The candlelight glinted sharply off the blade of her knife as she set it on the table before her. “So,” she said.
“So,” he returned. His chair creaked as he shifted positions, resting his massive arms on the table before him.
He nodded. “Two weeks. I’ll have it for you then.”
She traced the edge of the knife handle with her finger gently, languidly. “Two weeks?”
“If I said two weeks, I meant two weeks. Not a day longer. I’m a man of my word. And,” he said, a hard glint coming into his eye, “I don’t need weapons to prove it, either.”
A corner of her mouth curled up. This one had spunk. Attitude. She liked him. But she said nothing. She was not allowed to like him.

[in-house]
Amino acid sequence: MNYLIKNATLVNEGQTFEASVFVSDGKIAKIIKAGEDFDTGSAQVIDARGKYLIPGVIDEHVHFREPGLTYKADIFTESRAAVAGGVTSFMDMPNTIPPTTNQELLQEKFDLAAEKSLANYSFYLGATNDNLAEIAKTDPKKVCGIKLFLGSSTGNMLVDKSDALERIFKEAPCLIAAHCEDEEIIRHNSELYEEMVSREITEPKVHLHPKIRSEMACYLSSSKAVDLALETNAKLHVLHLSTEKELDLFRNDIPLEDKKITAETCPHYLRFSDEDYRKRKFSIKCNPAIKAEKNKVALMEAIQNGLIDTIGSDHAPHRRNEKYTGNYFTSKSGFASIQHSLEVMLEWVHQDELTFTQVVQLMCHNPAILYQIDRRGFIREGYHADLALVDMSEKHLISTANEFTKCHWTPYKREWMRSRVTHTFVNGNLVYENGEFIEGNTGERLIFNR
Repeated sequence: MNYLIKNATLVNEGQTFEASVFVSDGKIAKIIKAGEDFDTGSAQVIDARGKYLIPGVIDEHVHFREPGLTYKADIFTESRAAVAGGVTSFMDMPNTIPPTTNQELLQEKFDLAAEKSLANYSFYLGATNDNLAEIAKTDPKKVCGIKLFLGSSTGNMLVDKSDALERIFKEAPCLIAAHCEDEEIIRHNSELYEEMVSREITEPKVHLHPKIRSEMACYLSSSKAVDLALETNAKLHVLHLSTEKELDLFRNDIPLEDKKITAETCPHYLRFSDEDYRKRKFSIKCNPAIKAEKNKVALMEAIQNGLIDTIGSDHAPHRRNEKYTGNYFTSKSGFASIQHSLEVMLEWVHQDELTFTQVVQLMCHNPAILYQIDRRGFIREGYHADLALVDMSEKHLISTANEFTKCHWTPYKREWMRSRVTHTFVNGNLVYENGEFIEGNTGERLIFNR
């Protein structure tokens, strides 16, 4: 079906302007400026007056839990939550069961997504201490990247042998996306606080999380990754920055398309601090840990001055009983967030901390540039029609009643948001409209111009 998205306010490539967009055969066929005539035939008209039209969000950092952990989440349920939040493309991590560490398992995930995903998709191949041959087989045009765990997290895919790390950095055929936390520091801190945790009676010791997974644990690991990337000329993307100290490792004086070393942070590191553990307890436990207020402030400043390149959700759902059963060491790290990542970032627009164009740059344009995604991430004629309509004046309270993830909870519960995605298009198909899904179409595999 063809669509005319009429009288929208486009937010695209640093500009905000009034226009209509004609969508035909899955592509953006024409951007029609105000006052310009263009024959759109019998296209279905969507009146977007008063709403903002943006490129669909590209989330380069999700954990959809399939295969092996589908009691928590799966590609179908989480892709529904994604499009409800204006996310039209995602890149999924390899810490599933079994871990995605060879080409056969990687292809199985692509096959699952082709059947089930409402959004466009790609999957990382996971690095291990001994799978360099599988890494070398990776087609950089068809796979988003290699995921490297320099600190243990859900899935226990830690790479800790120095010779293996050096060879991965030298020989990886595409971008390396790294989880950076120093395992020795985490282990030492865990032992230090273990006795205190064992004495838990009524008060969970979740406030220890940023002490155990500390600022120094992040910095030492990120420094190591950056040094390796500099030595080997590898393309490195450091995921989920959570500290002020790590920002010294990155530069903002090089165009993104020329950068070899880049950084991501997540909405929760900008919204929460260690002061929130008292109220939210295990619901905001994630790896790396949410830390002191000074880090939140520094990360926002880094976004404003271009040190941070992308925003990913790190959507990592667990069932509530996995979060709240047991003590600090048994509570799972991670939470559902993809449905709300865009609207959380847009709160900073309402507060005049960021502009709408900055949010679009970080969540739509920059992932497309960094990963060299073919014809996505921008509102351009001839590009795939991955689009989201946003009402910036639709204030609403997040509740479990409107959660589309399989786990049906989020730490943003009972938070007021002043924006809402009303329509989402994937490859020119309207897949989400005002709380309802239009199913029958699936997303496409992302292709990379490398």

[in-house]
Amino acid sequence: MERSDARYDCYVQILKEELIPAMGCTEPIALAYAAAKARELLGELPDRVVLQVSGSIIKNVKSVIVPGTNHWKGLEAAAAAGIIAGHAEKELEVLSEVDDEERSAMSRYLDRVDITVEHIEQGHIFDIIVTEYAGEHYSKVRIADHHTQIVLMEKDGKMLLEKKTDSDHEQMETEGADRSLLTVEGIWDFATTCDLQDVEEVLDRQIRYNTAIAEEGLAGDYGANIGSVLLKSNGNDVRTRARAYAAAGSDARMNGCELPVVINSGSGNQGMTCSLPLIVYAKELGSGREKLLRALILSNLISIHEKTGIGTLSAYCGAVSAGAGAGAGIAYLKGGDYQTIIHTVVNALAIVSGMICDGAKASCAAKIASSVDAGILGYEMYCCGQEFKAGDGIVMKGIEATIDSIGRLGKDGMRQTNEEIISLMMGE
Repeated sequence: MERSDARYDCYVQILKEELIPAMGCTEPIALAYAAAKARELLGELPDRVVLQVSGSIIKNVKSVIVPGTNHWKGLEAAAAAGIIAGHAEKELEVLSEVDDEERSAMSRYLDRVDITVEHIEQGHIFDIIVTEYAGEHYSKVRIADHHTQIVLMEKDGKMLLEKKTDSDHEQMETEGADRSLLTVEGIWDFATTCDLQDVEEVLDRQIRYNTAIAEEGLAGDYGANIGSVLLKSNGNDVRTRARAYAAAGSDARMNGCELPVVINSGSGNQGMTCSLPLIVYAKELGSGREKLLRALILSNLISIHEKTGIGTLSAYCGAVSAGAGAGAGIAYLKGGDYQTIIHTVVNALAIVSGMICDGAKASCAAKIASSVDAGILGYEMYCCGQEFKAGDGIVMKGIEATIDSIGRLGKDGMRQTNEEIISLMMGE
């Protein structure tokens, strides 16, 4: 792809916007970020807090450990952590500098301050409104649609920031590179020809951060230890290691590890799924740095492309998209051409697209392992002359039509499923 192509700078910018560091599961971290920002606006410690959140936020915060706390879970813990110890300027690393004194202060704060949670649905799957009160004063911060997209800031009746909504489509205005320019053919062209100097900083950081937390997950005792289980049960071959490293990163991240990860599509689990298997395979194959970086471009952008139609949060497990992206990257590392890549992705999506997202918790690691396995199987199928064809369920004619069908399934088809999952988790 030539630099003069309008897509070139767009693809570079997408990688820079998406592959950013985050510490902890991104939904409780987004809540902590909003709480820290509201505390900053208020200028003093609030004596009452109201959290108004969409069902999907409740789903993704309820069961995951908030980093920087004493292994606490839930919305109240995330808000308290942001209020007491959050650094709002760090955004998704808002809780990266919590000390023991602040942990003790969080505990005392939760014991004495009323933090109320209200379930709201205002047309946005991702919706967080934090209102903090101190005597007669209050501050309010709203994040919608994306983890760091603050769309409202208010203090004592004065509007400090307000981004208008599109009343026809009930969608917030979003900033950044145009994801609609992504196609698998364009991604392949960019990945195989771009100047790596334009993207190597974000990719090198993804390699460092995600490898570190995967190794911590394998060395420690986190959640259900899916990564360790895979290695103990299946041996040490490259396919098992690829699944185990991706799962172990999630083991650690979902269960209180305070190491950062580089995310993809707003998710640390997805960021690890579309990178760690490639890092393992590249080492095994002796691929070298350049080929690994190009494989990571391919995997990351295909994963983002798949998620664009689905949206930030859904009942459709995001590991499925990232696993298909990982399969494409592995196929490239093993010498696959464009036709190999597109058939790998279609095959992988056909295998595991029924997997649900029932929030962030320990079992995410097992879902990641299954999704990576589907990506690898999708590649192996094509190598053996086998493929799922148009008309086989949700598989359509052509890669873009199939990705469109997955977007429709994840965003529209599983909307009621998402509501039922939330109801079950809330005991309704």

He held her eyes for just a moment longer than he should have before looking away. Ordinarily, she would have been offended, but something about his look made her breath catch in her throat. Was he—? She scrutinized him. Dark hair. Dark eyes. But the prophecy had said the man would have bright eyes, didn’t it? She would swear an oath that it did. She drummed her fingers on the table, uncertain.
He looked up at her, then glanced down at her knife. He looked up again. “Well? Was there something else you wanted?”
The candlelight flickered and, for a moment, reflected off of his eyes. She gasped. Could he know? Only three others knew about her part of the prophecy, and two of those were dead. Of course he couldn’t know. But she did. Suddenly everything about him interested her: his hands, large and calloused; his broad chest; his stubbled chin. Could it be?
“Yes,” she breathed.